Small Business Taskforce creates wish list to ‘strike a chord at the heart of government’
The group has published a list of 10 policy suggestions which aim to “offer insight into the needs of smaller companies”
The UK’s Small Business Taskforce has published a 10-point wish list of measures it hopes the government will introduce this year to aid small firms and start-ups.
The group, which was created to combat the fear that the “entrepreneurial environment” for smaller enterprises was disappearing following the Brexit vote, is hoping the suggestions will “‘strike a chord at the heart of government”.
The 10 suggestions are:
- An introduction of Export Vouchers
- An extension of the Enterprise Investment Scheme (EIS)
- Exemptions to HM Revenue & Customs’ Making Tax Digital initiative
- An inclusion of small businesses in corporate supply chains:
- Confirmation of long-term residence rights of EU citizens currently working in the UK
- A review of Universal Credit
- A review of pensions and retirement security for the self-employed
- A clarification on business support: A percentage of business support programmes have been underpinned by EU funds. The Small Business Taskforce would like to see a review of funding available for this and proposed expenditure plans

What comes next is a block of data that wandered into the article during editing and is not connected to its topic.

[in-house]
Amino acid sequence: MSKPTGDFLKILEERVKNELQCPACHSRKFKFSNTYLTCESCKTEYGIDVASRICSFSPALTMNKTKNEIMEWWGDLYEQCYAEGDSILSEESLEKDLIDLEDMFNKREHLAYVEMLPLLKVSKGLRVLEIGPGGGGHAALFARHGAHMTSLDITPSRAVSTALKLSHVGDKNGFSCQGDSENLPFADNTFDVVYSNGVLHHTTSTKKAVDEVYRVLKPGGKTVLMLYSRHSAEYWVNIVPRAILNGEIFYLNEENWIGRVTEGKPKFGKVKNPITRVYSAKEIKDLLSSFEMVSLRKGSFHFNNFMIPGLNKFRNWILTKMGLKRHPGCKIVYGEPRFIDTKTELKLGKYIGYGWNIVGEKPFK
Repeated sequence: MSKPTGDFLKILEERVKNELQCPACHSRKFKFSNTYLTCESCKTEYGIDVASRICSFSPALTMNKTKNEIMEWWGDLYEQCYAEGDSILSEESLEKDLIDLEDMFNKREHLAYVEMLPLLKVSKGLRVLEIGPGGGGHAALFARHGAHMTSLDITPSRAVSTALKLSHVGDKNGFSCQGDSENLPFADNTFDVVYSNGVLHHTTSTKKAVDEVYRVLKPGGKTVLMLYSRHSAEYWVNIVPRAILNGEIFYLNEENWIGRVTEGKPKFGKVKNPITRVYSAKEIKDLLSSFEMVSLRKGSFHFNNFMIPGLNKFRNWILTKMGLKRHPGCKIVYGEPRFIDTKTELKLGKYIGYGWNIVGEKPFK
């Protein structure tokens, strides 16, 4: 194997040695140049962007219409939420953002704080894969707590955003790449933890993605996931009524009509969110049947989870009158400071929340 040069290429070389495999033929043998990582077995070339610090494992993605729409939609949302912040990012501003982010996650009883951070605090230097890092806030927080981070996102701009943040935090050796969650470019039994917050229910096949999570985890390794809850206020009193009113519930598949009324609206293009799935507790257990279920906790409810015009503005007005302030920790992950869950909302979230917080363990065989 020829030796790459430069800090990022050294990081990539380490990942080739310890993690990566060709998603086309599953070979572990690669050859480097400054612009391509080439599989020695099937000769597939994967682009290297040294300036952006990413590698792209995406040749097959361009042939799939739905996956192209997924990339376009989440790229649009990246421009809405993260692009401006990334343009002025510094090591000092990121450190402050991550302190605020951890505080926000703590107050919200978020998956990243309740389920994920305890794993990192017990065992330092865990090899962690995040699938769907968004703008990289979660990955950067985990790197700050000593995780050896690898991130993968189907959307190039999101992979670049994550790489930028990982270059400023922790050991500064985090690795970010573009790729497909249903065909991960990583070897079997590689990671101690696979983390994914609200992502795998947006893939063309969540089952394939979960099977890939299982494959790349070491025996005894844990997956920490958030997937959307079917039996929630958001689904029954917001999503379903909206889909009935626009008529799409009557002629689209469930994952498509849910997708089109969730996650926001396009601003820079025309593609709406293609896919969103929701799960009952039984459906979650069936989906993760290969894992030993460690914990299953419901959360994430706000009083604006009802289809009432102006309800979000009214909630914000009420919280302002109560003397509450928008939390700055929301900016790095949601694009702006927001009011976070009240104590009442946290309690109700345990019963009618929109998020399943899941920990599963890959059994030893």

- Consultation with small business into making tax fairer and simpler for the self-employed, and to reflect the substantial contribution small businesses make to British economic prosperity in domestic policy and trade deals
- A more positive portrayal of the role of small businesses and the self-employed
Members of the Small Business Taskforce include Enterprise Nation, Social Enterprise UK and Centre for Entrepreneurs.
Emma Jones, founder of Enterprise Nation and group spokesperson, said:
“We know that government plays an important role in creating the right culture and environment for small businesses to flourish. There are 5.3 million businesses in the UK and around 99% of them are small businesses. Acknowledging their important contribution and listening to their concerns will be critical in 2017.”